At first glance, blockchain may seem like the ideal solution. It creates a permanent record of all transactions at all levels of a supply chain, guaranteeing full traceability and establishing trust. Thus, many companies started to provide blockchain-based means of collecting information in their supply chains with the goal of making it accessible to customers as irrefutable proof of the origin of products and components.
A typical story would go like this: “thanks to our application, you can take a picture of the QR code on your product and view the entire supply chain of all components/elements that contributed to the final product you have in your hands”.
This sounds great – in theory – but there is an important caveat: “at the interface between the offline world and its digital representation, the usefulness of the technology still critically depends on trusted intermediaries to effectively bridge the ‘last mile’ between a digital record and a physical individual, business, device or event. […] And if humans […] manipulate the data when it is entered, in a system where records are believed ex-post as having integrity, this can have serious negative consequences”, states Catherine Tucker, Distinguished Professor of Management Science at MIT Sloan School of Management.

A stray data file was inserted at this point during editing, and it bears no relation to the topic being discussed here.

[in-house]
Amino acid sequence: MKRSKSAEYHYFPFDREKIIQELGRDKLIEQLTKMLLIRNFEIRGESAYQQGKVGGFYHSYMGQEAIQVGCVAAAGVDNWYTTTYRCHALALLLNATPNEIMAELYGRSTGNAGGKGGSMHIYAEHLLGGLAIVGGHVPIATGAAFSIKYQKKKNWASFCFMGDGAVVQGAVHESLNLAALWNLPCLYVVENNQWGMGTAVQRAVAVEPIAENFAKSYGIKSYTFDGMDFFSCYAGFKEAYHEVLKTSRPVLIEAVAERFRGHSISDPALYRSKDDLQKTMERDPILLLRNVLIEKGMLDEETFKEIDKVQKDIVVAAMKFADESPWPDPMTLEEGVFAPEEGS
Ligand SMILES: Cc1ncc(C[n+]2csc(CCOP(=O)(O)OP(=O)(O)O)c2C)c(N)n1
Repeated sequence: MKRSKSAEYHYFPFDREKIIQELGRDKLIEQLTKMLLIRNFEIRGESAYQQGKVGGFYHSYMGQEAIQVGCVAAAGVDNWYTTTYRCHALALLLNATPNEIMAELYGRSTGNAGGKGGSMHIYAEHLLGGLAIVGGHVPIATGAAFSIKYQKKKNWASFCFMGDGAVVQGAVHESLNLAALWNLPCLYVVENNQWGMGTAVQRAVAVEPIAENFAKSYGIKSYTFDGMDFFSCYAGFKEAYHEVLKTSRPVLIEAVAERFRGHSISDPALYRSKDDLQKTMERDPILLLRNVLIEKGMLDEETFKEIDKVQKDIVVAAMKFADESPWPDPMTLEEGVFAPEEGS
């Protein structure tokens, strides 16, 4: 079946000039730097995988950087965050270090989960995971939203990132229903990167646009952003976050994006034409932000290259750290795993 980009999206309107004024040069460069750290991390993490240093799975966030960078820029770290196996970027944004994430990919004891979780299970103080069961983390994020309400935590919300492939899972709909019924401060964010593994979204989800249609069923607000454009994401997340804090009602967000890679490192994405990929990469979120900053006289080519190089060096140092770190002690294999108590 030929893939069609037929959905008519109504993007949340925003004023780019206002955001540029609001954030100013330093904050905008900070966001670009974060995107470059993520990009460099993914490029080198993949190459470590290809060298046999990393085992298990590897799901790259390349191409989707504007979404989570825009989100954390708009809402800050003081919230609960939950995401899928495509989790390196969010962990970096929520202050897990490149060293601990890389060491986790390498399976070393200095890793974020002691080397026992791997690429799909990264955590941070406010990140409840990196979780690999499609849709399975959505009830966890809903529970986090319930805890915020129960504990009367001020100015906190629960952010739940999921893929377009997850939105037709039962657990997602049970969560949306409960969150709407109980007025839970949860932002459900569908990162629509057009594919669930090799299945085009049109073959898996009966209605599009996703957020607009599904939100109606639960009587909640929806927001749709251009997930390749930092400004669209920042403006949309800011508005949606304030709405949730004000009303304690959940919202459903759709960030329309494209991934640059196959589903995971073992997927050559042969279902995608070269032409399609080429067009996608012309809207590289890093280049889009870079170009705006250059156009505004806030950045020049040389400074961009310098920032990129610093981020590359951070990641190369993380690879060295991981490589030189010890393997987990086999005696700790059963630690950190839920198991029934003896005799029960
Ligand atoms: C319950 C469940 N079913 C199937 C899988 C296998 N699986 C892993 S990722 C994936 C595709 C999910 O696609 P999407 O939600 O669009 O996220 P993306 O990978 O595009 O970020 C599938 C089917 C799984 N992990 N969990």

The use of blockchain technology thus gives people a false sense of security because it relies on cryptography and various mechanisms to ensure that information stored on it can be trusted (identities, immutable records, etc.). But, as illustrated above, the digitisation step when the information is recorded (a block added) is not protected by this same ‘guarantee’. So, it is not because blockchain technology supports and enables a better transparency that it should be blindly trusted by customers or by procurement/supply chain pros.